North Islanders were again rattled by a strong earthquake yesterday, but experts say the tremor was not related to a much larger quake four days earlier.

GeoNet reported a magnitude 5.7 quake struck 10km south of Turangi at 12.50pm. The quake was 90km deep and, though police said there were no reports of damage, some residents said trinkets had been smashed.

It came four days after a magnitude 7 earthquake, centred at a depth of 230km and offshore from Taranaki, rattled residents from the Bay of Plenty to Canterbury, but caused little damage.

Shaken people took to social media and message boards yesterday to share their experiences, some describing the shake as "huge".


A Trade Me post from Taumarunui said the quake "smashed a few photo frames" and GeoNet duty seismologist Lara Bland said a report on their website from a Turangi resident indicated some damage.

However, central North Island residents spoken to by the Herald on Sunday were stoic. Raetihi woman Wiki Brown said she felt a little tremor and "that was it".

"The 7.0 was out of it. The whole house was shaking, I thought the mountain was blowing up. This quake was tiny."

Another Raetihi resident, Creedence McNaught, described the quake as "just a little shake".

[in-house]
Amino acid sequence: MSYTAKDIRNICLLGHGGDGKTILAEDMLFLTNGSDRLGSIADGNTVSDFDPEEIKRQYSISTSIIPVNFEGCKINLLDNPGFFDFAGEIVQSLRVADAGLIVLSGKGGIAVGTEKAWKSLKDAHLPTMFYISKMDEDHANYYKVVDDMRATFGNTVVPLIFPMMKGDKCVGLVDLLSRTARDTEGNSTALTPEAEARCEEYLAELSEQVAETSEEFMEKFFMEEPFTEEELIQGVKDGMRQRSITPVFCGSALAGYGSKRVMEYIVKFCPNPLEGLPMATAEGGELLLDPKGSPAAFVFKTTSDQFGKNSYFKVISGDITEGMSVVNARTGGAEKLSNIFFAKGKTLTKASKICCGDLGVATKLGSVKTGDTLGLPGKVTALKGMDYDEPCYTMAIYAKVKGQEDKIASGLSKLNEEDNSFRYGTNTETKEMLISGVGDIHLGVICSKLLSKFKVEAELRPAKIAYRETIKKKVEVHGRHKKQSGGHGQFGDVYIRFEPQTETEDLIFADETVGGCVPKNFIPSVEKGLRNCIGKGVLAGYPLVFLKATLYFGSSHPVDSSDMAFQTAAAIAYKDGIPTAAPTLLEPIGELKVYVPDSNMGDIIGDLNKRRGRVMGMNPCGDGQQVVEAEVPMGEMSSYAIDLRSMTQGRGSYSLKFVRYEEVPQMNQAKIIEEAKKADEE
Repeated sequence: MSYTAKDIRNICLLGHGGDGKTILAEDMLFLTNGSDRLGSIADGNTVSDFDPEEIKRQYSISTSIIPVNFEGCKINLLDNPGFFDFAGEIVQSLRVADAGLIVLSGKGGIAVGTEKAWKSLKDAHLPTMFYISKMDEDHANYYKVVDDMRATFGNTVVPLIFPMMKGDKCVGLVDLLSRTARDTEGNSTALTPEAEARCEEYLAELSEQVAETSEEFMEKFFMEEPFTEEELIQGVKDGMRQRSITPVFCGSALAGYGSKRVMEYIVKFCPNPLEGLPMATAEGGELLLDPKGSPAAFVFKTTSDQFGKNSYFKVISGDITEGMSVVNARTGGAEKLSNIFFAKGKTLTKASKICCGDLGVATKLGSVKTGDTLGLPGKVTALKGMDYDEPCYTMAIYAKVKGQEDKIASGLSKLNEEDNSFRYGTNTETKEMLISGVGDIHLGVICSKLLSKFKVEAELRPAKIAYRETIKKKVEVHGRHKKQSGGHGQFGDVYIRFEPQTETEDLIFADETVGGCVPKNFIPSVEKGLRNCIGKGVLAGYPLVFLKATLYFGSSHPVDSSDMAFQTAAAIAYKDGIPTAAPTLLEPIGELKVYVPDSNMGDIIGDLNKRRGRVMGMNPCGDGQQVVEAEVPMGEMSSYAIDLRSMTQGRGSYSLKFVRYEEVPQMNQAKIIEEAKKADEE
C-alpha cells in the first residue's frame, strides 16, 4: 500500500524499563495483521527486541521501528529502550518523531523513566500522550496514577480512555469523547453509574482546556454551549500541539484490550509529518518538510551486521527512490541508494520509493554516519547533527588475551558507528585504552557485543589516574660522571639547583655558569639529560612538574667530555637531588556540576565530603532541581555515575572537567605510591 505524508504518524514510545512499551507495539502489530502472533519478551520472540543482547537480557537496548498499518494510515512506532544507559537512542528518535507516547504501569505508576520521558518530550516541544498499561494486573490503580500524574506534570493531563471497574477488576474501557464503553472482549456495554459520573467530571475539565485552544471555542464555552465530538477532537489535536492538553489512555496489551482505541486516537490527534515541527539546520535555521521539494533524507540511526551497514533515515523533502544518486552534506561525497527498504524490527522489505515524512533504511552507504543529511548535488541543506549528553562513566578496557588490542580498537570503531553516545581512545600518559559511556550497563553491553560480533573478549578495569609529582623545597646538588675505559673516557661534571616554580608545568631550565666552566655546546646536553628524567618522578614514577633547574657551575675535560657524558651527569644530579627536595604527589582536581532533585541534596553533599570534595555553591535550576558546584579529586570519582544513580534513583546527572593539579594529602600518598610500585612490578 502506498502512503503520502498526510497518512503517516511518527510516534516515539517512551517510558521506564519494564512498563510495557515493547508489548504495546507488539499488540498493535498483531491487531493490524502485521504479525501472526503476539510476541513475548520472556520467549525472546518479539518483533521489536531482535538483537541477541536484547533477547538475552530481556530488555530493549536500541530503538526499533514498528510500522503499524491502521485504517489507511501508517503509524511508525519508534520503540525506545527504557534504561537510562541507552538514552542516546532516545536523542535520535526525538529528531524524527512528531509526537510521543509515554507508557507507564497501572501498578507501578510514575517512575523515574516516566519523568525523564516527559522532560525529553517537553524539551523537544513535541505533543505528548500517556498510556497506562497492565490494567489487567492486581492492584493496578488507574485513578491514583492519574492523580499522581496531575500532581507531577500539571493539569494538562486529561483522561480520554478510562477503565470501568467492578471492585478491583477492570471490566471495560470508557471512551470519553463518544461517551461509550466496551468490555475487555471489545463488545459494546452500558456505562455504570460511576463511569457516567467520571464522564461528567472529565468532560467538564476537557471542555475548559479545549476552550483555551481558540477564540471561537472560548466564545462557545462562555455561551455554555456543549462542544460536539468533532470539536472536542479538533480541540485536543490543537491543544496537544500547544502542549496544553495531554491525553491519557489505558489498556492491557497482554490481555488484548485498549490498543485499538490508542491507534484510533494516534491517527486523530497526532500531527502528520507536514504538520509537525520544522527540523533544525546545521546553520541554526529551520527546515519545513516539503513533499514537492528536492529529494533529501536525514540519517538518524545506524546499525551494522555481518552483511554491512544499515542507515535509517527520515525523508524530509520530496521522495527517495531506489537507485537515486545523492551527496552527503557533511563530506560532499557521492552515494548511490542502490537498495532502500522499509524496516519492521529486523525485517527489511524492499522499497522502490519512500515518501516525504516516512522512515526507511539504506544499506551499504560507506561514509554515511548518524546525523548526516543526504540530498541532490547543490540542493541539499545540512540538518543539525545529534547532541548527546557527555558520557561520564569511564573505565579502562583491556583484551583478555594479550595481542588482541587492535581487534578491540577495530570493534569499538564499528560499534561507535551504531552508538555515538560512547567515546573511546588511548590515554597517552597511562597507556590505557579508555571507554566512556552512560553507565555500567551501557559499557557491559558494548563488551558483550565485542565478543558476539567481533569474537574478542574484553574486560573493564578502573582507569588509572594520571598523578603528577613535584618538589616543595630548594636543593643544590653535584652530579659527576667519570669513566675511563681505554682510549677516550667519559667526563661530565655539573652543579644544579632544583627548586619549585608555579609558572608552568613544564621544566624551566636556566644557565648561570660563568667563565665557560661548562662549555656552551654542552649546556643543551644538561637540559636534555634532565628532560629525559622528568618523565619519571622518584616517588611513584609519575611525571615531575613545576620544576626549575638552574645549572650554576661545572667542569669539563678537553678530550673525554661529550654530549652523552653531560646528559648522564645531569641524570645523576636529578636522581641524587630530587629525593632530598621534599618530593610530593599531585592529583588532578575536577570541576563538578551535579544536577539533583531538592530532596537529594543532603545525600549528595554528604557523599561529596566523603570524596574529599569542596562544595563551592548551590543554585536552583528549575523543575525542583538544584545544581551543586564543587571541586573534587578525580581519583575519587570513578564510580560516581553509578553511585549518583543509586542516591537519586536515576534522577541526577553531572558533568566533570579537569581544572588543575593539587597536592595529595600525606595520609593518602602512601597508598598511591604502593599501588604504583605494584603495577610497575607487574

Several residents spoken to in Turangi said they did not feel the quake.

Pura Smith was alerted to the drama by a friend who felt the earthquake 100km away in Napier.

"I never felt a thing. Turangi's still standing."

Bland said she was not surprised the quake felt stronger to those further away from the epicentre.

That was because the tectonic plate was dipping under the North Island, so energy from it travelled back up the plate following the easiest path available, which was to the east.

"On our maps [of earthquakes felt], there is a big empty space around Turangi. Sometimes it actually feels weaker to those closer to it."

Even though the two quakes this week occurred on the same plate, that was the only similarity. "The distances are too great for one to have affected the strains of the other."

Neither had caused major damage because of their depth.

"That's the problem in Christchurch - it has the misfortune that its earthquakes have been very shallow, so almost all the energy comes up to the surface."

The Canterbury earthquake sequence began with a magnitude 7.1 tremor, centred 10km deep and 40km west of Christchurch, but it was a 5km deep, 6.3 magnitude aftershock that struck 5km from the city months later that caused the bulk of the damage and the mass casualties.

Yesterday's quake did not mean future shakes were any more or less likely than before, Bland said.

"It's just another day, another earthquake. It's just New Zealand."